There is a new study out, written by economist Thomas Piketty, which has captivated the American left. Titled “Capital in the Twenty-First Century,” it is filled with statistics that appear to make a powerful case for wealth re-distribution in the name of fairness. It is being used to provide academic support for the call for hefty increases in the minimum wage and taxes on the rich.
Supporters of these proposals insist “they are only fair.” Fairness is indeed a legitimate virtue. However, such a strategy has been tried before, which raises another issue that is equally legitimate: “Does it work?”
I don’t argue with the concept of a minimum wage. However, if it is set too high it can re-distribute poverty instead of wealth. Whenever something is priced higher than its value, demand for it disappears, an economic truth that applies to jobs as well as goods.
I’m old enough to remember gas station attendants. When you drove in, they would greet you, fill your tank, wash your windshield and check your oil. They didn’t earn much, but it was a welcome job for people who couldn’t find other work, who wanted to supplement their regular incomes or who were teenagers getting their first job experience.
I know about that because I went to work, part time, at age 14. Neither I nor my family needed the money, but the lessons I learned – how to show up on time, follow instructions, be accountable, do a full day’s work – were invaluable to me. Raising the minimum wage to unrealistic levels in the name of “fairness” would particularly hurt minority youth in the inner city, among whom unemployment levels are the highest in the nation. Trying to close the wealth gap by pricing low-skilled jobs out of existence doesn’t work.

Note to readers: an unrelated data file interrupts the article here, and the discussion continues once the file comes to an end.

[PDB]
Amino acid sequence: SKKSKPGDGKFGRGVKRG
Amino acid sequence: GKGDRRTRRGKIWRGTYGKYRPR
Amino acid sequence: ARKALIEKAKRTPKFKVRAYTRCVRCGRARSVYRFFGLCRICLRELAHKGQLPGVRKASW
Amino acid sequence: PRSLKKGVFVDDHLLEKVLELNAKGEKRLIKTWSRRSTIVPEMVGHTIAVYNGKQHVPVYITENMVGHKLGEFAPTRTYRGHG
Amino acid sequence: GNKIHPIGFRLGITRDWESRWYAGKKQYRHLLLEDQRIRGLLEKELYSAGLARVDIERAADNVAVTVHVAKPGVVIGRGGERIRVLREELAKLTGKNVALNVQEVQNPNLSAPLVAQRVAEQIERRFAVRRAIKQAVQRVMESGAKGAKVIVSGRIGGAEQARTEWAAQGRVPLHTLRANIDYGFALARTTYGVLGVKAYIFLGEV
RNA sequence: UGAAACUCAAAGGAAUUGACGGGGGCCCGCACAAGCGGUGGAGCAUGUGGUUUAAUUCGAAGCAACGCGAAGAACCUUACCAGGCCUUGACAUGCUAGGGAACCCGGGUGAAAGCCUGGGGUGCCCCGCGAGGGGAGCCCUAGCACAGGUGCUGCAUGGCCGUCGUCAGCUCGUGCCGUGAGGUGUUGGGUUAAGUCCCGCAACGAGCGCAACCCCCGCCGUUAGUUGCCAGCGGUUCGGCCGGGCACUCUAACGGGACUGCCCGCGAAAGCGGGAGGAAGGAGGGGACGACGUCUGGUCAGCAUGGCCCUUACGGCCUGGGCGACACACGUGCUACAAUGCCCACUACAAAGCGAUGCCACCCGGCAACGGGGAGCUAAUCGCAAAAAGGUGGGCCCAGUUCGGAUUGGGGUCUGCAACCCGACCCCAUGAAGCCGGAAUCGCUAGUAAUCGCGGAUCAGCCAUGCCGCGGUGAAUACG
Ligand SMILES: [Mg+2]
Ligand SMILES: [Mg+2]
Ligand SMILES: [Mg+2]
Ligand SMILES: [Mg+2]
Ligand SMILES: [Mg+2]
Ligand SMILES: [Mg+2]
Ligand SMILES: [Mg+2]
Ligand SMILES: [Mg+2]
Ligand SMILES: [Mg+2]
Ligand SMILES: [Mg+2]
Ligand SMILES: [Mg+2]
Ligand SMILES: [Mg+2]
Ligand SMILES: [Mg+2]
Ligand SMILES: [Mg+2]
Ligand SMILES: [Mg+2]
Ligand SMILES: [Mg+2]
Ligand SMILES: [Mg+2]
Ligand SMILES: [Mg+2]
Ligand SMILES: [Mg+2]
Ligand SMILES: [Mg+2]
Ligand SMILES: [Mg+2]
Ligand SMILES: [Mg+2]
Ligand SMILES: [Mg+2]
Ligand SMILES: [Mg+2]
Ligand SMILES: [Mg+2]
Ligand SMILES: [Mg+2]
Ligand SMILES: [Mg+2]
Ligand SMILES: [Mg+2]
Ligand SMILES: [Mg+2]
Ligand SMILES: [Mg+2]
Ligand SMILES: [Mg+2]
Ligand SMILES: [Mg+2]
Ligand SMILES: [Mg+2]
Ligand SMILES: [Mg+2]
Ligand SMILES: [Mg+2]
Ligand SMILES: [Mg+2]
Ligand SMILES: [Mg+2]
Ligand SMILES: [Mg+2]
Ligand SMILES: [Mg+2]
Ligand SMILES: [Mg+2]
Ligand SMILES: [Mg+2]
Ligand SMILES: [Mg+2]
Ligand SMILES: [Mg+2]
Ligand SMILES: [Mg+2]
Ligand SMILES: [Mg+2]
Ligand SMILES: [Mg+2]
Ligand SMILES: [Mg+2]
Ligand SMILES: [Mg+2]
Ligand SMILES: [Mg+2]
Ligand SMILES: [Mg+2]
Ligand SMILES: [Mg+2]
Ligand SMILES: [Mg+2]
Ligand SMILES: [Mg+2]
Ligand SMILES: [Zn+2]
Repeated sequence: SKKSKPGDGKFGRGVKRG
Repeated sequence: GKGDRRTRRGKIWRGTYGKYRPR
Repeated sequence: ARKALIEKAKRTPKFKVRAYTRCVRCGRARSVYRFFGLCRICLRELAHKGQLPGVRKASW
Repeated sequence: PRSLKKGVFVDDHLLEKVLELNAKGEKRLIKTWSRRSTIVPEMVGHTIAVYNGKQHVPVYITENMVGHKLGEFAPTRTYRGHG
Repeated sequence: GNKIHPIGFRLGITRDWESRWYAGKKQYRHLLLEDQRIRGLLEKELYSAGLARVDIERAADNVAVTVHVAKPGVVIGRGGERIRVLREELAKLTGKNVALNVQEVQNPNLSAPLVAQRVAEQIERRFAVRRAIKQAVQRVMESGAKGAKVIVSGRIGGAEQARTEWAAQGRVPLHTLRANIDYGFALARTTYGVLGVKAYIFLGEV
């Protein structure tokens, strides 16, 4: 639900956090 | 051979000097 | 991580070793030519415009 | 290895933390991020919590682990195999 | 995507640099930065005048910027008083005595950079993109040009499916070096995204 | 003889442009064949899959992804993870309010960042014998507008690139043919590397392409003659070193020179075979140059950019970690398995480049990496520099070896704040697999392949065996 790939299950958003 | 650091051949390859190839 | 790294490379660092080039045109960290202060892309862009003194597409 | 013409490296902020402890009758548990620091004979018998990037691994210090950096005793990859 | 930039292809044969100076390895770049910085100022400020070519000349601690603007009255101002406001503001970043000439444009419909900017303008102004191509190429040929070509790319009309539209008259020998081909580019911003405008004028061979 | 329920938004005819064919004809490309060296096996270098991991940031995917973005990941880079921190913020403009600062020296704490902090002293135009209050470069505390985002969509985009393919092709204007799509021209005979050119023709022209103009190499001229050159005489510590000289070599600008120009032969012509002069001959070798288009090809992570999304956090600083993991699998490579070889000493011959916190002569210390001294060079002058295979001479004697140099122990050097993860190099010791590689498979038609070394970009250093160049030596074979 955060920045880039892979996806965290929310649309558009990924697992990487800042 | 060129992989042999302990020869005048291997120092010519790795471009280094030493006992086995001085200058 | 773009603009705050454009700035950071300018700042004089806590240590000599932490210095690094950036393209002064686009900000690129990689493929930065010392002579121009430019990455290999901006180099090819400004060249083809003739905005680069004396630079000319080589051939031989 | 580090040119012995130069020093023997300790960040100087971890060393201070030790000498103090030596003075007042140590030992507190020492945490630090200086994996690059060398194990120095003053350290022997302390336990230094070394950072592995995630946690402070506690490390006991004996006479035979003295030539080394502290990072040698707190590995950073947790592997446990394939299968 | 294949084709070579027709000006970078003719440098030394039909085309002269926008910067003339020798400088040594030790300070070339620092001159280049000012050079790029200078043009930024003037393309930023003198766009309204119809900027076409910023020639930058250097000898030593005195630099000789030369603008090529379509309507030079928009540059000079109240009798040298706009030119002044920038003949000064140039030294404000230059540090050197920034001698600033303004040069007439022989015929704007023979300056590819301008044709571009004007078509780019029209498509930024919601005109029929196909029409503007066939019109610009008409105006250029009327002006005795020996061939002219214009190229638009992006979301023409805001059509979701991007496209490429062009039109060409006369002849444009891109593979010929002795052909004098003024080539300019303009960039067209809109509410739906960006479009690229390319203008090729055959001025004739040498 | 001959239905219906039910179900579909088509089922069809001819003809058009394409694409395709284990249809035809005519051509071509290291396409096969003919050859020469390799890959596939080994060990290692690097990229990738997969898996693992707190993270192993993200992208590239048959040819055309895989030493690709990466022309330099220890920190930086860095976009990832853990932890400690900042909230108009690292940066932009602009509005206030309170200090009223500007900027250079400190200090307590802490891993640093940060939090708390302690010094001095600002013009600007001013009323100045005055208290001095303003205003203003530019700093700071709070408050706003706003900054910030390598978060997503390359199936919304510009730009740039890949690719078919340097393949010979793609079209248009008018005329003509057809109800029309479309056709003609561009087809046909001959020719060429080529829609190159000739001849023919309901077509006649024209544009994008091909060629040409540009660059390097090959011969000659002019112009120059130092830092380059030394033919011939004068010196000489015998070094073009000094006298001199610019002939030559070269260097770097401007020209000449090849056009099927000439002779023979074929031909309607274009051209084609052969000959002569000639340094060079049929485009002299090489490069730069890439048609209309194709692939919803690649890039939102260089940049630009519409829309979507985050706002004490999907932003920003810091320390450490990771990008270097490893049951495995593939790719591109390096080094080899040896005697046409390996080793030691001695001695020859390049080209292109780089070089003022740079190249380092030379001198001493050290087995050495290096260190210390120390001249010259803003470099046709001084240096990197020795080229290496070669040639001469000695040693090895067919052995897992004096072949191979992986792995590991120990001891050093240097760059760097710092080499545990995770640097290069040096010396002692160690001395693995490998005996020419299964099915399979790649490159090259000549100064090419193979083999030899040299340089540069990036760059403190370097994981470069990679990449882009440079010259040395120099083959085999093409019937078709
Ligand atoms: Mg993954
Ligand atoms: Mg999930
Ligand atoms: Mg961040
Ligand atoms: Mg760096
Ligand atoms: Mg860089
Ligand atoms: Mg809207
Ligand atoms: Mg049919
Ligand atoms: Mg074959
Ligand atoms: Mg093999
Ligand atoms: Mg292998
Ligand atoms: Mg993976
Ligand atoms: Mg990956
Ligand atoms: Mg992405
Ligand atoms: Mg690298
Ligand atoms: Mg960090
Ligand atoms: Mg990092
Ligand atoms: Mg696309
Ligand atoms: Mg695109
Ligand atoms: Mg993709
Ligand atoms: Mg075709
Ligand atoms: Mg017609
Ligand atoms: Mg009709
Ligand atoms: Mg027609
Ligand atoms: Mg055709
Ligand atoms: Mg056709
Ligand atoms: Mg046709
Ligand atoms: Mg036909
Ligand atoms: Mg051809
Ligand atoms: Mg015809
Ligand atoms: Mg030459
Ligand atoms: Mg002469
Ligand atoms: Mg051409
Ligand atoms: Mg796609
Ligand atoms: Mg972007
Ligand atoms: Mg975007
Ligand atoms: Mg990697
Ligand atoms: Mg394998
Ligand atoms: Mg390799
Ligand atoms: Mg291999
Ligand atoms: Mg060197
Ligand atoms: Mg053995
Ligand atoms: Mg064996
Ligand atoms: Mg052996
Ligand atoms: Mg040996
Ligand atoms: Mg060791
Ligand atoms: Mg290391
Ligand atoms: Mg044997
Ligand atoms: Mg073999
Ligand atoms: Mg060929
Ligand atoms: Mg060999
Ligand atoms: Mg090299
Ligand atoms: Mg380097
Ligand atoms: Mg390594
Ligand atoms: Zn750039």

Now, on the issue of taxes, I accept the obvious truth that they need to be set at adequate levels to fund appropriate government actions. I also accept the idea that assistance for the poor is such an action. What I do not accept is the idea that high taxes will automatically close the wealth gap.
Let’s look at California, where incomes above $48,000 are taxed at 9.3 percent. That’s higher than the rate millionaires pay in 47 other states. The following information about the consequences comes from Professor Joel Kotkin of Chapman University, a self-described "Truman Democrat.”
“Hollywood” is now filming in Louisiana, Canada and elsewhere to avoid California taxes. Toyota is moving its U.S. headquarters from Los Angeles to Dallas, taking 3,000 jobs with it. Occidental Petroleum is moving from Los Angeles to Houston. Twitter, Adobe, eBay and Oracle have all moved many California operations to Salt Lake City.
In the last 15 years, California's industrial employment base shrank by 600,000 jobs. In the last 20 years, roughly 4 million more people moved out than moved in, most of them young families. California’s unemployment rate is fourth highest in the nation. Yet California’s wealth gap, which high taxes are supposed to fix, is both wide and widening. Among the 50 states, it ranks in the top 10 in terms of size and the top three in terms of growth rate.
There have been plenty of other factors involved in turning California’s business climate into the worst in the Union; taxes alone didn’t do it. However, the fundamental truth remains -wealth must be created before it can be redistributed. When that process is unduly hindered, the poor get hit the hardest, and that doesn’t work to close the wealth gap, even when done in the name of “fairness.”
Robert Bennett, former U.S. senator from Utah, is a part-time teacher, researcher and lecturer at the University of Utah’s Hinckley Institute of Politics.
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